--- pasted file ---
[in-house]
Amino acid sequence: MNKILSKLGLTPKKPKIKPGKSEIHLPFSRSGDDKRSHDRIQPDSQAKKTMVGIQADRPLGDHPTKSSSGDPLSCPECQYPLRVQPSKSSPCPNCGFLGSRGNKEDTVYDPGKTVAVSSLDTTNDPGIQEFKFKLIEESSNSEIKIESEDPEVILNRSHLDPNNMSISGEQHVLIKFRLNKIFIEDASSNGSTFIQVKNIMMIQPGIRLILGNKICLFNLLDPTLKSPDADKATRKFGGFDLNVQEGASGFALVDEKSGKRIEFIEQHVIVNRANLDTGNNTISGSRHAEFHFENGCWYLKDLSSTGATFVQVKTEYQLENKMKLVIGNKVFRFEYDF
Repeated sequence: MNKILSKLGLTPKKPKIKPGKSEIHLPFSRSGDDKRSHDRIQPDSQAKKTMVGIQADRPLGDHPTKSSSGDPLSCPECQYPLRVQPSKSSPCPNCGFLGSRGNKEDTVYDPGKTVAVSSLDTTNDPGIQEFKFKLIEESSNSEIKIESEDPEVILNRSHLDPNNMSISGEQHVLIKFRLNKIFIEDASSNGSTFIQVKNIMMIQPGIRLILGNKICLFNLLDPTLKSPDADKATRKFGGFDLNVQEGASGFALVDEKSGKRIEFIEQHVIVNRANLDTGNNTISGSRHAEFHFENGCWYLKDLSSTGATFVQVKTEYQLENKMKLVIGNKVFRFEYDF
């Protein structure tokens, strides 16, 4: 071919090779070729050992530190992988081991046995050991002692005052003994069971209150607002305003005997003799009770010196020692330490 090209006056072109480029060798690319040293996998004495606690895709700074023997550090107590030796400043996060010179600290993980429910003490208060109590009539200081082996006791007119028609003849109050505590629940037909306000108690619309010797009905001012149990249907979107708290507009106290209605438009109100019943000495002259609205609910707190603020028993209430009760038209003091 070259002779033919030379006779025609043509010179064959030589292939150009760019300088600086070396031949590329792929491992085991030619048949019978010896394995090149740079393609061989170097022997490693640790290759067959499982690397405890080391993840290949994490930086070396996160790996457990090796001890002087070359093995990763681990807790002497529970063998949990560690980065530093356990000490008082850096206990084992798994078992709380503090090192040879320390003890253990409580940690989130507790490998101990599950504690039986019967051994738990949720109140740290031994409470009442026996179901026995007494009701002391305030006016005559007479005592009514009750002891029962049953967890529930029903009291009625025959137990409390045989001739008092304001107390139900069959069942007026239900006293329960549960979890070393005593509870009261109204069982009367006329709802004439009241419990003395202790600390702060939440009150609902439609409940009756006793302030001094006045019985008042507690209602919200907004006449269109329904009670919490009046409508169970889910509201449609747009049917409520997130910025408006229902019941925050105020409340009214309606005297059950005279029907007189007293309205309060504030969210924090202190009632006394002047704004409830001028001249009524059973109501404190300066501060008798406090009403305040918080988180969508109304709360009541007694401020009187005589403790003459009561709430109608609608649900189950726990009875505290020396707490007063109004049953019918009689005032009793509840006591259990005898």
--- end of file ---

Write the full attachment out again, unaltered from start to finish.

[in-house]
Amino acid sequence: MNKILSKLGLTPKKPKIKPGKSEIHLPFSRSGDDKRSHDRIQPDSQAKKTMVGIQADRPLGDHPTKSSSGDPLSCPECQYPLRVQPSKSSPCPNCGFLGSRGNKEDTVYDPGKTVAVSSLDTTNDPGIQEFKFKLIEESSNSEIKIESEDPEVILNRSHLDPNNMSISGEQHVLIKFRLNKIFIEDASSNGSTFIQVKNIMMIQPGIRLILGNKICLFNLLDPTLKSPDADKATRKFGGFDLNVQEGASGFALVDEKSGKRIEFIEQHVIVNRANLDTGNNTISGSRHAEFHFENGCWYLKDLSSTGATFVQVKTEYQLENKMKLVIGNKVFRFEYDF
Repeated sequence: MNKILSKLGLTPKKPKIKPGKSEIHLPFSRSGDDKRSHDRIQPDSQAKKTMVGIQADRPLGDHPTKSSSGDPLSCPECQYPLRVQPSKSSPCPNCGFLGSRGNKEDTVYDPGKTVAVSSLDTTNDPGIQEFKFKLIEESSNSEIKIESEDPEVILNRSHLDPNNMSISGEQHVLIKFRLNKIFIEDASSNGSTFIQVKNIMMIQPGIRLILGNKICLFNLLDPTLKSPDADKATRKFGGFDLNVQEGASGFALVDEKSGKRIEFIEQHVIVNRANLDTGNNTISGSRHAEFHFENGCWYLKDLSSTGATFVQVKTEYQLENKMKLVIGNKVFRFEYDF
């Protein structure tokens, strides 16, 4: 071919090779070729050992530190992988081991046995050991002692005052003994069971209150607002305003005997003799009770010196020692330490 090209006056072109480029060798690319040293996998004495606690895709700074023997550090107590030796400043996060010179600290993980429910003490208060109590009539200081082996006791007119028609003849109050505590629940037909306000108690619309010797009905001012149990249907979107708290507009106290209605438009109100019943000495002259609205609910707190603020028993209430009760038209003091 070259002779033919030379006779025609043509010179064959030589292939150009760019300088600086070396031949590329792929491992085991030619048949019978010896394995090149740079393609061989170097022997490693640790290759067959499982690397405890080391993840290949994490930086070396996160790996457990090796001890002087070359093995990763681990807790002497529970063998949990560690980065530093356990000490008082850096206990084992798994078992709380503090090192040879320390003890253990409580940690989130507790490998101990599950504690039986019967051994738990949720109140740290031994409470009442026996179901026995007494009701002391305030006016005559007479005592009514009750002891029962049953967890529930029903009291009625025959137990409390045989001739008092304001107390139900069959069942007026239900006293329960549960979890070393005593509870009261109204069982009367006329709802004439009241419990003395202790600390702060939440009150609902439609409940009756006793302030001094006045019985008042507690209602919200907004006449269109329904009670919490009046409508169970889910509201449609747009049917409520997130910025408006229902019941925050105020409340009214309606005297059950005279029907007189007293309205309060504030969210924090202190009632006394002047704004409830001028001249009524059973109501404190300066501060008798406090009403305040918080988180969508109304709360009541007694401020009187005589403790003459009561709430109608609608649900189950726990009875505290020396707490007063109004049953019918009689005032009793509840006591259990005898």